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Health Department Reports “Early Season” Case of EEE


            Horse owners throughout Burlington County are being urged to make sure that animals’ vaccinations are current after the Mosquito Division of the county Health Department learned today that a three-year-old filly tested positive for Eastern Equine Encephalitis (EEE).

            The filly, kept on a farm in Westampton, was euthanized on May 27, 2012, from complications of the disease.   The test results were provided by the state.

            “What is more unsettling is that this case is occurring extremely early in the summer season,” said Freeholder Mary Ann O’Brien.  “The experts tell us that typically cases of EEE, which are carried by mosquitoes, usually occur later and are most likely to peak in August.

“We have already collected a mosquito sample that tested positive for West Nile Virus,” O’Brien continued, “so this is telling us that the heavy rains this spring accompanied by unseasonably warm weather are generating a great deal of mosquito activity.”

The Mosquito Division sets traps throughout the County during warm weather to determine if any are carrying West Nile Virus or EEE.  Division Supervisor Erin Nooney said that traps already have been set in the vicinity of the farm where the infected horse was stabled.  Samples will be collected tomorrow and tested.  The area also is being treated with truck-mounted sprayers as a precaution.  

            Cases of EEE among horses are rare, but not uncommon; no cases were reported inBurlington County last year.  Cases among humans are even more rare; however, it is considered one of the most severe mosquito-transmitted diseases, capable of causing death, or significant brain damage among survivors.

            EEE virus cannot be passed from horses to humans by contact.  However, the presence of a horse with EEE, or mosquitoes in the area that have tested positive, give cause for concern.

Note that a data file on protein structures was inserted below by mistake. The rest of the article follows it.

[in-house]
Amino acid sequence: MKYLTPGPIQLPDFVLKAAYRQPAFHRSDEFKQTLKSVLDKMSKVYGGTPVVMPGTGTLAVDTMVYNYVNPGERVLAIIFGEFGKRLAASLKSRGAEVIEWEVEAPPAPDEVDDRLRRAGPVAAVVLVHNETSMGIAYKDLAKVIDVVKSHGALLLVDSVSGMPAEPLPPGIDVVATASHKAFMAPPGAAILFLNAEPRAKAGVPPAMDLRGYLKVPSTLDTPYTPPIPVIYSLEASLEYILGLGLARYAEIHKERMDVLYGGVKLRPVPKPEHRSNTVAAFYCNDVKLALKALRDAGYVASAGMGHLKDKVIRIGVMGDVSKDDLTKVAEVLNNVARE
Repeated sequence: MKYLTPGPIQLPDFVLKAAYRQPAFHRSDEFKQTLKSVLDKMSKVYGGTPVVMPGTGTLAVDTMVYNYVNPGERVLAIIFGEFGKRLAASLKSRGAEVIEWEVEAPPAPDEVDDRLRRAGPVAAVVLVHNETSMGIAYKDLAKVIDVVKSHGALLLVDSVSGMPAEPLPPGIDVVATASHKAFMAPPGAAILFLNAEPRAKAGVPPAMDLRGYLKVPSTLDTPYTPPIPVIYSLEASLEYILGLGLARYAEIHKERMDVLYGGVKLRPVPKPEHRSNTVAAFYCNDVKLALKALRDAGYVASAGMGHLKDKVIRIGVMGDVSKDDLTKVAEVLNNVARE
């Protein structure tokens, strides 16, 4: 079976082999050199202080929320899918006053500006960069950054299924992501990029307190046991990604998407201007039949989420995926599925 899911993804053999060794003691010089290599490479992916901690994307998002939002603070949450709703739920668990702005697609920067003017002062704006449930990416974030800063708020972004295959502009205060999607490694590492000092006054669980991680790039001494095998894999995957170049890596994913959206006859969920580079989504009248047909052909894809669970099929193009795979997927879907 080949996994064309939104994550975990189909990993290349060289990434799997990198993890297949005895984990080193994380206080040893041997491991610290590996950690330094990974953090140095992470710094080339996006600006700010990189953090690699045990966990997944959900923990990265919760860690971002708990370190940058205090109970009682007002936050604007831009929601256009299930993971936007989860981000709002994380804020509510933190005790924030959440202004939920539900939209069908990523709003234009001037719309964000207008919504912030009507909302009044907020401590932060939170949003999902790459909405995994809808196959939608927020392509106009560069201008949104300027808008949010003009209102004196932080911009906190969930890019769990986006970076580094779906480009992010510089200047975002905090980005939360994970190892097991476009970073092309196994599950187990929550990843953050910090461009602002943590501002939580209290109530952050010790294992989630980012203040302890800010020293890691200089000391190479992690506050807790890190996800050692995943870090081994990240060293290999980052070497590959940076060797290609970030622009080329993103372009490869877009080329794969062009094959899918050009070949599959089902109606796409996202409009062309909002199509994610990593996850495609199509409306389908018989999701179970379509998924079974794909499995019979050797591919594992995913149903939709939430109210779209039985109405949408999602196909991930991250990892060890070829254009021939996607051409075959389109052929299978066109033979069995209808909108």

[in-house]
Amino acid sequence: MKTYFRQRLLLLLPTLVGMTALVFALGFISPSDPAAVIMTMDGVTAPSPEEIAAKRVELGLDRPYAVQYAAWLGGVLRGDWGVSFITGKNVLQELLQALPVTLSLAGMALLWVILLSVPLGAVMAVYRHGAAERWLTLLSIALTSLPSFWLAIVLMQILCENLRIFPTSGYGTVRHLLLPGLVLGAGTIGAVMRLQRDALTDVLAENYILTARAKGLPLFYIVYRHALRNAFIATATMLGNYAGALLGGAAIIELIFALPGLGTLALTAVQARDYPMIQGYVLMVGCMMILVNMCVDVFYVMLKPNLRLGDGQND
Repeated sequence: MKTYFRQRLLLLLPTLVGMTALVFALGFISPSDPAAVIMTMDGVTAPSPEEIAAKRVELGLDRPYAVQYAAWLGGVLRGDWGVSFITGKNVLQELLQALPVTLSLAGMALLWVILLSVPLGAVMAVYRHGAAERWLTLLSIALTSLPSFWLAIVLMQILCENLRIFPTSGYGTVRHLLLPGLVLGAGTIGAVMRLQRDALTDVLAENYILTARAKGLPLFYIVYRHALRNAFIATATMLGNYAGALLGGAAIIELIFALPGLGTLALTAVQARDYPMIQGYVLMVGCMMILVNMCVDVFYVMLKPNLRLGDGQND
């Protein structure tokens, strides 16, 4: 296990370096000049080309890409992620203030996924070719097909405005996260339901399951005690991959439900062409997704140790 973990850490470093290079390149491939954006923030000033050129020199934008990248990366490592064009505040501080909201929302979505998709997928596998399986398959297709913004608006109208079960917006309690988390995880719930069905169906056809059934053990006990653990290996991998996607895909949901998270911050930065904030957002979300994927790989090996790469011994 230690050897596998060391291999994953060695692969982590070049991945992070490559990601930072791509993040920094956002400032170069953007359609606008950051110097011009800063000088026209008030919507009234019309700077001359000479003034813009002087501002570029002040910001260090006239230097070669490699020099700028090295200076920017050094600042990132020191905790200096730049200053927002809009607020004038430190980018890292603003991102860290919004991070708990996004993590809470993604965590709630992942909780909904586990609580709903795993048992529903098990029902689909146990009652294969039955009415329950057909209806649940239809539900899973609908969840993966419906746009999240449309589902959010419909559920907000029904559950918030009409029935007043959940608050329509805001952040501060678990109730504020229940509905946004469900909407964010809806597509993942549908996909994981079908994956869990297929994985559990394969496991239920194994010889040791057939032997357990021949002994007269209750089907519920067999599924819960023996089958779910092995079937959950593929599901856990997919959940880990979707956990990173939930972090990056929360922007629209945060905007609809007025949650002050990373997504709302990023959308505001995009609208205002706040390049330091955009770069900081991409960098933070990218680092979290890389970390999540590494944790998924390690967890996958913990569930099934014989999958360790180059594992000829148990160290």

“For horse owners, the solution is simple enough,” said O’Brien.  “Make sure your horses are vaccinated against the disease.  For humans, the immediate answer is to prevent mosquito bites by wearing long-sleeved clothing at dawn and dusk, and by using a reliable insect repellent. 

            “Breeding sites in the yard, everything from flower pots to buckets to wading pools, need to be empty when not in use,” she continued.  “Rain gutters ought to be cleaned to avoid clogs that can create mosquito breeding areas.”

            Symptoms for EEE begin with headache, high fever, vomiting and chills.  But victims can also develop seizures and disorientation.  Treatment is difficult, since antibiotics are not effective.

            The positive West Nile Virus sample was collected on May 27, 2012 in the vicinity of thePemberton Township sewage treatment plant on Birmingham Road, and the area was subsequently treated for adult mosquitoes.  While some three dozens WNV samples turned up last year, none has ever occurred this early in the season.

Symptoms of the more severe form of West Nile Virus include severe headache, high fever, neck stiffness, stupor, disorientation, coma, tremors, convulsions, muscle weakness and paralysis.

However, most people exposed to West Nile Virus will not display any symptoms and some will have mild symptoms including fever, headache, body aches, skin rash and swollen lymph glands.